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End-of-Year College Application Tips

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End-of-Year College Application TipsThe college admission and financial aid application process can be a challenge indeed. Most high school seniors have managed to get through the maze of filing the FAFSA and may even be starting to hear from some of their chosen colleges. Procrastinating seniors, on the other hand, might have been overwhelmed, or may not have thoroughly checked deadlines for their colleges, but time somehow got away from them.

For some, this procrastination might indicate that you really are not overly enthused about going to college. Talk to your parents and guidance counselors about options that might be a better fit to your needs. Other students decide to take a break year so they can travel or concentrate on a specific academic pursuit. Those choices are good, too, if you have the financial wherewithal to do so.

For those who still want to go to college in the fall of 2019, it might not be too late. Some colleges have later general admission deadlines, and some even have rolling admission deadlines where they accept applications right up until the last minute. Your choices might be narrower, but you can still get into a very good college. Follow these tips to get yourself back on the college train:

• Create a very short list of potential colleges: At this point, there is really no time for the luxury of having a safe, reach, and a dream school. Apply to a few colleges where you have a good chance of being accepted, and then hunker down and do a great job on those applications. This will focus your attention much better than trying to be all things to all colleges. You want to get accepted into one or two quality colleges. If it doesn’t turn out to be the best fit for you, you can think about transferring after you get your freshman year of college under your belt.

• Be super organized: Before just diving in, and starting to do things one task at a time, make a list of everything you have to do. Look at whether you need the same items for several schools on your list, determine whether some items will take more time than others and prioritize it from there. You might need letters of recommendation for two or three colleges, for example. Ask the people who agreed to recommend you if they can send the information to all colleges at the same time instead of going back to them one by one. Give them time to write their letters while you work on the application parts that only require your time.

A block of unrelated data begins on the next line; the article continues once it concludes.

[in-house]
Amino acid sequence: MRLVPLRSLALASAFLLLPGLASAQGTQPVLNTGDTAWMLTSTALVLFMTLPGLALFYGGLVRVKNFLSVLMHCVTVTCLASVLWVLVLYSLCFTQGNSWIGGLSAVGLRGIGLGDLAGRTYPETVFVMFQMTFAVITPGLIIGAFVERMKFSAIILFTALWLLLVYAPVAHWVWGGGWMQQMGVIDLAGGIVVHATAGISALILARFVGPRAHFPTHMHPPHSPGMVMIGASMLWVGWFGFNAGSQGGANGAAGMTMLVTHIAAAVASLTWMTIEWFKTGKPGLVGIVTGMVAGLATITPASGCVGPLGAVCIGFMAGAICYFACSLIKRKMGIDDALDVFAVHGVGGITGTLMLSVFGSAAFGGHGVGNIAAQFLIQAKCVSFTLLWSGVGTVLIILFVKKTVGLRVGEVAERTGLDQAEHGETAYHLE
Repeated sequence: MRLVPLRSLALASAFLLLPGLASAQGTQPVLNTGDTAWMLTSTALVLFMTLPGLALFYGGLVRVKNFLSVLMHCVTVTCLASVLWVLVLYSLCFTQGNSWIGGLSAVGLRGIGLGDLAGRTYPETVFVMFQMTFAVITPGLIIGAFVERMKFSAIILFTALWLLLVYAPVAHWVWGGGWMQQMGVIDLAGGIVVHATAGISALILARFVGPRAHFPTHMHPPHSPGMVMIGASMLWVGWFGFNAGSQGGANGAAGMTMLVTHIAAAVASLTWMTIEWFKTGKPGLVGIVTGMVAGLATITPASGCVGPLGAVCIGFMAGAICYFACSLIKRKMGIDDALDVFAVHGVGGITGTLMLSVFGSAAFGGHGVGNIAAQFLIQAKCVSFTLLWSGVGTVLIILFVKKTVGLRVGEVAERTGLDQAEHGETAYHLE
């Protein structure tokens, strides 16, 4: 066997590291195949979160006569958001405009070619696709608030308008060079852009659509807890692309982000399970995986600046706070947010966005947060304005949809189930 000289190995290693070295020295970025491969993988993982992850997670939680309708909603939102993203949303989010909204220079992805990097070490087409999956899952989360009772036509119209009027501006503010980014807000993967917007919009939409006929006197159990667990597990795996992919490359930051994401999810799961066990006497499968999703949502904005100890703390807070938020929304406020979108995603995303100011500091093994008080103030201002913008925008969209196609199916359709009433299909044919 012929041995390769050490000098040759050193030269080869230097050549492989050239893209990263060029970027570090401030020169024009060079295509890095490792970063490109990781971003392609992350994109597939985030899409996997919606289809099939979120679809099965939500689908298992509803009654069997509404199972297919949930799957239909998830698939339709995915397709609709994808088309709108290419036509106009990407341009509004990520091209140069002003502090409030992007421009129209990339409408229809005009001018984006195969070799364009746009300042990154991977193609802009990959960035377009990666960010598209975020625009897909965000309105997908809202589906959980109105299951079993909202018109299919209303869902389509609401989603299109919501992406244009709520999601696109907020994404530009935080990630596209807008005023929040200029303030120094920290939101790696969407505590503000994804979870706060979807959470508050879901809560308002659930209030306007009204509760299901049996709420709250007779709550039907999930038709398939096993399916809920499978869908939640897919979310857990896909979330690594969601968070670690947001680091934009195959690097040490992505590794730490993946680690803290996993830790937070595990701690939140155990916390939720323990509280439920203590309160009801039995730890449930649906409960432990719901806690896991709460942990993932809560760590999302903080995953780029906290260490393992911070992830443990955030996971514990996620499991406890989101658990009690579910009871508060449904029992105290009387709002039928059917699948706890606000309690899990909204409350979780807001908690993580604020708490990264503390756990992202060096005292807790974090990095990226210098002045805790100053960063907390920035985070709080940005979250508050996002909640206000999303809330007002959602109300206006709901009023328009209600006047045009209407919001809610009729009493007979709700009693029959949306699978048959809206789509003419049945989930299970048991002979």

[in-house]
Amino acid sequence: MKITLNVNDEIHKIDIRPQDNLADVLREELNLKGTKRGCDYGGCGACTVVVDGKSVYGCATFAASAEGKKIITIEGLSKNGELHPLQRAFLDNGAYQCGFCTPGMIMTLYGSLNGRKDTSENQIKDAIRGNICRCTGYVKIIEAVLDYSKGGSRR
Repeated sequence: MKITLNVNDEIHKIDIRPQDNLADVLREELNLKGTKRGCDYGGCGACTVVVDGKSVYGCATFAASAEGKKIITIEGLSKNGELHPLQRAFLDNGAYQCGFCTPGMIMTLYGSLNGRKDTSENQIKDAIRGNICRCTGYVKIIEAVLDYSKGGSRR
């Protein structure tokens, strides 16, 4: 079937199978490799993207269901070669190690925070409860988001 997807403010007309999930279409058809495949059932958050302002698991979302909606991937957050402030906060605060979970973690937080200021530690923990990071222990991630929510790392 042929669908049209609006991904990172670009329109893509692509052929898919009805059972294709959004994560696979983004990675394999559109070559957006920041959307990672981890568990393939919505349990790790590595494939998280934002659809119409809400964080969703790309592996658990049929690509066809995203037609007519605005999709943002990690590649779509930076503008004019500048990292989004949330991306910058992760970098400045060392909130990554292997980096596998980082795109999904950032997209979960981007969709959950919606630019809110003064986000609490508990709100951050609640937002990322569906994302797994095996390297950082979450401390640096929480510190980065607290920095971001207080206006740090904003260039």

• Make sure haste does not make waste: Because you are trying to be so fast, you are more likely to make mistakes, so be super careful about proofing your work. Maybe you can get your parents involved at this point. Don’t make foolish mistakes, like cutting and pasting information without changing the name of the college.

• Get that financial aid application finished: You might have already missed some financial aid program deadlines, or might not be eligible for programs that dispense funds on a first-come, first-served basis, but it is very important to get that financial aid application completed. You might still qualify for certain forms of aid, or your college might have a scholarship or grant you can receive. In any case, you will need to complete the FAFSA even if you already know that you will have to rely on federal student loans to pay for college.

• Don’t shirk the scholarships: Again you might have missed out on a lot of scholarships, but there are still plenty with deadlines that go well into the spring. After you get your application and FAFSA completed, take some time to search for scholarship money.

Really try not to wait until the very last minute, as there are probably others just like you around the country in a similar frenzied situation. Too many people applying at one time could crash the system, and then all of your work will be for nothing. Note to high school juniors – it’s not too early to start your college application process!

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